IR35 and the Off-Payroll legislation are two separate items of tax legislation aimed at countering perceived tax avoidance, specifically targeting limited company contractors and the firms that hire them.

IR35 is the short name used for the ‘intermediaries legislation’, which is a set of tax rules that apply to you if you work for a client through an intermediary – which can be a limited company or “personal service company” which is how many contractors operate.

If you are caught within the legislation then you can expect to pay about 25% more in tax every year, so you want to try and ensure that it does not apply to you!

Despite having been in force since 1999, it is heavily criticised by tax experts and the business community as being poorly conceived, badly implemented by HMRC and causing unnecessary costs and hardships for genuine small businesses.

If you are a genuine professional contractor, freelancer, interim or consultant who is in business on your own account, you should have nothing to fear from IR35. This is so long as you take the time to understand how the legislation works and apply best practice to ensure it does not apply to you, and have a defense prepared if investigated by HMRC.

For a contractor, being found ‘inside IR35’ could mean a reduction of tens of thousands of pounds of contracting income per year, without receiving the necessary employment rights that their deemed employment status would permit.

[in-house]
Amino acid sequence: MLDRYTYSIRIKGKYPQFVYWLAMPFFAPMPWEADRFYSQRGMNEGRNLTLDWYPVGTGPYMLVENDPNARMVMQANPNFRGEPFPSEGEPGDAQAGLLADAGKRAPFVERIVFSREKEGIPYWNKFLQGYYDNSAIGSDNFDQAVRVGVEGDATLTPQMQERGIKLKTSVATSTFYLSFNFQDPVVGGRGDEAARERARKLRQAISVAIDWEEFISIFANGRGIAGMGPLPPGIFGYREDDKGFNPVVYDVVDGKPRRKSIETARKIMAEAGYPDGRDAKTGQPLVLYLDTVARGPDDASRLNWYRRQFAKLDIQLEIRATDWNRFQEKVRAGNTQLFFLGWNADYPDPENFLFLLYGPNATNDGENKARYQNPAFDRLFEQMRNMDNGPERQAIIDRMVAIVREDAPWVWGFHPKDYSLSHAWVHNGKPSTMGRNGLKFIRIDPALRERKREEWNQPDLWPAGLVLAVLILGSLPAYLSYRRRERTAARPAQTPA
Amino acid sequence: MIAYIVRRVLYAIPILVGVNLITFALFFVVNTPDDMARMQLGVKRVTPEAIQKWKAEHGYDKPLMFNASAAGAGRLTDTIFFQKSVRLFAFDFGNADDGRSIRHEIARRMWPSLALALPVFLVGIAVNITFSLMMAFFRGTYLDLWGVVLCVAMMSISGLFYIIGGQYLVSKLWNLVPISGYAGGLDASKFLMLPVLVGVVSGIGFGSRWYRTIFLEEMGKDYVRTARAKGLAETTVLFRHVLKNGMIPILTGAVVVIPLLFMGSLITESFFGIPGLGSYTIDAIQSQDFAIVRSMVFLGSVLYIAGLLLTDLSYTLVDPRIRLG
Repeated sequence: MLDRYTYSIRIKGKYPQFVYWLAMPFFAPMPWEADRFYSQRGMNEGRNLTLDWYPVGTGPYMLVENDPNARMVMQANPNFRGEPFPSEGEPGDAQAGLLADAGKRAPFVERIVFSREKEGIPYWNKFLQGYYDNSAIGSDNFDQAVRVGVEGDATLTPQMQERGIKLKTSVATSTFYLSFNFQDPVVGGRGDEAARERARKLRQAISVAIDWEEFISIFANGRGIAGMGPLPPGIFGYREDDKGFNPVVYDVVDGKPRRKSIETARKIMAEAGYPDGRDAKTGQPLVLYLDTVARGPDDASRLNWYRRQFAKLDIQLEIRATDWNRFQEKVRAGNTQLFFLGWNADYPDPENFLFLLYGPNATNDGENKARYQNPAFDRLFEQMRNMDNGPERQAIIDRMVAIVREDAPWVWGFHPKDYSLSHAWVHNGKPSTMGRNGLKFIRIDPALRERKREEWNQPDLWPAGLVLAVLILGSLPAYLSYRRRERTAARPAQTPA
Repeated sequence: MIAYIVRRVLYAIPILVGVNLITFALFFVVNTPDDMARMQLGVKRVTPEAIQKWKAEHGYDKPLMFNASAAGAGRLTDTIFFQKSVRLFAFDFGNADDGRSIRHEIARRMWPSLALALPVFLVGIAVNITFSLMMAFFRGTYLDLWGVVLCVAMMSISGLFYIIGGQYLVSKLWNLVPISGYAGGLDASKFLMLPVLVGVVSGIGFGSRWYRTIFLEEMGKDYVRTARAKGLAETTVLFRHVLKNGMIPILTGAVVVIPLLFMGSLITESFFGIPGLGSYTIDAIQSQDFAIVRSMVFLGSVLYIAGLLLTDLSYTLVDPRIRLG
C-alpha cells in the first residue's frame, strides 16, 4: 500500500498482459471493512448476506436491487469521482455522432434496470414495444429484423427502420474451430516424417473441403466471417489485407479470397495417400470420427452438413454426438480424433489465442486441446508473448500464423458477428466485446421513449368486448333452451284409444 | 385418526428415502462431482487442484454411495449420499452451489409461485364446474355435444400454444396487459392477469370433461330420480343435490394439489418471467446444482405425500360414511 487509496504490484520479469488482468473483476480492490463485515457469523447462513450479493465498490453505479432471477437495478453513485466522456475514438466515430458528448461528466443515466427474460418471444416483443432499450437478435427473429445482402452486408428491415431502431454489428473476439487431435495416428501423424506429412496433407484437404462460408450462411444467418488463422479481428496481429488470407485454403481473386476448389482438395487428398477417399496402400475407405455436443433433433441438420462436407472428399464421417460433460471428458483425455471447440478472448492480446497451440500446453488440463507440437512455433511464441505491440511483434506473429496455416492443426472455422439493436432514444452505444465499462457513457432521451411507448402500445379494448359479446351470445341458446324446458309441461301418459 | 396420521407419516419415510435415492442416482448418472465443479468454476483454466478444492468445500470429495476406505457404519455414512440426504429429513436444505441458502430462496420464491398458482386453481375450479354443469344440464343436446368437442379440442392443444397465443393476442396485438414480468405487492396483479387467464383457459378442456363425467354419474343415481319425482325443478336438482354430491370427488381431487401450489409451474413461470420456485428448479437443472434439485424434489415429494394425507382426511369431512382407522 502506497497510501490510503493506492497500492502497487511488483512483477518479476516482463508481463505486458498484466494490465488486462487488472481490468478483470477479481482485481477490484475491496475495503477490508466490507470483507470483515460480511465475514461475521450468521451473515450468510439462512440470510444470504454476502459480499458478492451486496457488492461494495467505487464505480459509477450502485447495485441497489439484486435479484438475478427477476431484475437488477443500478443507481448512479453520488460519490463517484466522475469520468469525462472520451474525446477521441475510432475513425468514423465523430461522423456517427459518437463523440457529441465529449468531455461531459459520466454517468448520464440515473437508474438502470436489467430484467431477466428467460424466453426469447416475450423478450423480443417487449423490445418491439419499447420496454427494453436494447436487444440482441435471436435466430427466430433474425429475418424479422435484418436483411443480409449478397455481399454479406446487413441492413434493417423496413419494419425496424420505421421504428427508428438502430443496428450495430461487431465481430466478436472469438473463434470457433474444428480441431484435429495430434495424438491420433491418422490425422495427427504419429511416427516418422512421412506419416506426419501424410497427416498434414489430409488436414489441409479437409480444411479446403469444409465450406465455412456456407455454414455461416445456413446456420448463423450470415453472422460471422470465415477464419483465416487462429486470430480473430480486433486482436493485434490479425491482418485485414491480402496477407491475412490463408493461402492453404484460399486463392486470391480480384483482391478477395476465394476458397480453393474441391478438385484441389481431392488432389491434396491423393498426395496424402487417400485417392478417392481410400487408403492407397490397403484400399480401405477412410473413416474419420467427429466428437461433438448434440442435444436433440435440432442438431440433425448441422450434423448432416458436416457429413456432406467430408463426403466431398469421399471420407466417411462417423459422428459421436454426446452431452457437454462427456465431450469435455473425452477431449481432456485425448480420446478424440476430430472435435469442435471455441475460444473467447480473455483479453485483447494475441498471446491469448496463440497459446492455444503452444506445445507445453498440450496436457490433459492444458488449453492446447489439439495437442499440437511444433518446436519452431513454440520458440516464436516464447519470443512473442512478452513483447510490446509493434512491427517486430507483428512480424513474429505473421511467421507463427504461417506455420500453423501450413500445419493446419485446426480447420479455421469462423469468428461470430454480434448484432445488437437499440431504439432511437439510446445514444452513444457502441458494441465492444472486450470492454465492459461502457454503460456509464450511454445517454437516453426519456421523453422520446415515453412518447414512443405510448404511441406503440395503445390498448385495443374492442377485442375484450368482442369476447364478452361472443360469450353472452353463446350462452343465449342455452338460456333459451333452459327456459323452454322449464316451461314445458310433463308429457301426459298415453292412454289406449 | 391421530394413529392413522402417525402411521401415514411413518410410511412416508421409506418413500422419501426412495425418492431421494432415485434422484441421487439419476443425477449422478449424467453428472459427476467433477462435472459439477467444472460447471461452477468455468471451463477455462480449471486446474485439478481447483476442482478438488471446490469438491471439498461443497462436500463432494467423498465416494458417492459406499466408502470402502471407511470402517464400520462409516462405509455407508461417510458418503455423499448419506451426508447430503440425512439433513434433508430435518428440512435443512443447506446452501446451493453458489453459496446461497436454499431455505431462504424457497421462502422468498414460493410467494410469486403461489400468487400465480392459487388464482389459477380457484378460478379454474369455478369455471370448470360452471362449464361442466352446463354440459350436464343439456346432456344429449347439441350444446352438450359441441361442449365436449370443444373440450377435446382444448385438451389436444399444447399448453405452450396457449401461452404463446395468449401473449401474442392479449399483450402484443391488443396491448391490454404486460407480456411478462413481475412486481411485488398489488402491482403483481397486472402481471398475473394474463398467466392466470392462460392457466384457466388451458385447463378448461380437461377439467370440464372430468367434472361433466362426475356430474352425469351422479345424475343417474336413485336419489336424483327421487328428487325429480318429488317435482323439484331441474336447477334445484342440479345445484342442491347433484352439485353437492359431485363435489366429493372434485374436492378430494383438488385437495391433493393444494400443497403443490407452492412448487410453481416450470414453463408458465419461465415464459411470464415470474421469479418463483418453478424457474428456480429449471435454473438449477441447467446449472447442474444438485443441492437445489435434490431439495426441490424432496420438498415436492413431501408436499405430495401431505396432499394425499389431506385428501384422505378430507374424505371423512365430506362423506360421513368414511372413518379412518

Under the Off-Payroll legislation, firms that engage contractors deemed to be within scope of the rules will also have to fund additional employment taxes, on top of the fees paid for hiring contingent workers. If you are a genuine professional contractor, freelancer, interim or consultant who is in business on your own account, you should have nothing to fear from IR35 or Off-Payroll.

This is so long as you take the time to understand how the legislation works and work with clients who are prepared to treat you fairly. The current legislation is highly complex and differs from the original IR35 legislation. The main difference is that under the new rules the vast majority of the extra tax payable (e.g. Employers National Insurance) is payable by the hirer on top of the fees paid to the contractor. Under the old rules, this part of the tax was paid by deducting it from the contractor's fees. This was a significant change.

Contractors and hirers who are considered "inside IR35" pay significantly more tax. The best option is to speak to KFS Accountants to discuss, as each circumstance is unique, or download are free ‘Personal Service Companies and IR35’ Information leaflet from the Factsheet menu option.


We use cookies to improve your experience. By continuing to use our site you agree to our use of cookies.